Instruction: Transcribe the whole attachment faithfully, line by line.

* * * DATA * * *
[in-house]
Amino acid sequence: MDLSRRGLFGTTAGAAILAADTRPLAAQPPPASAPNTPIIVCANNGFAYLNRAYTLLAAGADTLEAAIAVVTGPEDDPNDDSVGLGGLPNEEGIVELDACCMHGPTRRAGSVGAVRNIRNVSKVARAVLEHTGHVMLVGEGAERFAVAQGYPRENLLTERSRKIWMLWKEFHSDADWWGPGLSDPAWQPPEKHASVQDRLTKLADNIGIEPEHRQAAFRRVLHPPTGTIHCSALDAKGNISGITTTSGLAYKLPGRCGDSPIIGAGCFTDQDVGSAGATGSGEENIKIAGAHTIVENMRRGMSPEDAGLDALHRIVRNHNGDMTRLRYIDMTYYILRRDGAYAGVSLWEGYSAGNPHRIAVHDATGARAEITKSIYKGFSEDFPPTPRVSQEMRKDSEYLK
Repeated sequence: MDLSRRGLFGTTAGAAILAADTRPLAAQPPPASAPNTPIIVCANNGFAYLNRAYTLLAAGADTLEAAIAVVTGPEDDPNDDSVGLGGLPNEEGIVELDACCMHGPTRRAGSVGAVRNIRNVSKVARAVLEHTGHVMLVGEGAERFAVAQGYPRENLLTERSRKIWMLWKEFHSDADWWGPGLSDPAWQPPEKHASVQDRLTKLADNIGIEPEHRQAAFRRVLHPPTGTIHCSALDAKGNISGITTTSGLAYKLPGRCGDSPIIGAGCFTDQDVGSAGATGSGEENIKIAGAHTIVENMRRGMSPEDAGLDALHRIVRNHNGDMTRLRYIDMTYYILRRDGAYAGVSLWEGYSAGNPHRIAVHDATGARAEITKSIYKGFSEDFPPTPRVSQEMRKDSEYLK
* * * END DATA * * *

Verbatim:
[in-house]
Amino acid sequence: MDLSRRGLFGTTAGAAILAADTRPLAAQPPPASAPNTPIIVCANNGFAYLNRAYTLLAAGADTLEAAIAVVTGPEDDPNDDSVGLGGLPNEEGIVELDACCMHGPTRRAGSVGAVRNIRNVSKVARAVLEHTGHVMLVGEGAERFAVAQGYPRENLLTERSRKIWMLWKEFHSDADWWGPGLSDPAWQPPEKHASVQDRLTKLADNIGIEPEHRQAAFRRVLHPPTGTIHCSALDAKGNISGITTTSGLAYKLPGRCGDSPIIGAGCFTDQDVGSAGATGSGEENIKIAGAHTIVENMRRGMSPEDAGLDALHRIVRNHNGDMTRLRYIDMTYYILRRDGAYAGVSLWEGYSAGNPHRIAVHDATGARAEITKSIYKGFSEDFPPTPRVSQEMRKDSEYLK
Repeated sequence: MDLSRRGLFGTTAGAAILAADTRPLAAQPPPASAPNTPIIVCANNGFAYLNRAYTLLAAGADTLEAAIAVVTGPEDDPNDDSVGLGGLPNEEGIVELDACCMHGPTRRAGSVGAVRNIRNVSKVARAVLEHTGHVMLVGEGAERFAVAQGYPRENLLTERSRKIWMLWKEFHSDADWWGPGLSDPAWQPPEKHASVQDRLTKLADNIGIEPEHRQAAFRRVLHPPTGTIHCSALDAKGNISGITTTSGLAYKLPGRCGDSPIIGAGCFTDQDVGSAGATGSGEENIKIAGAHTIVENMRRGMSPEDAGLDALHRIVRNHNGDMTRLRYIDMTYYILRRDGAYAGVSLWEGYSAGNPHRIAVHDATGARAEITKSIYKGFSEDFPPTPRVSQEMRKDSEYLK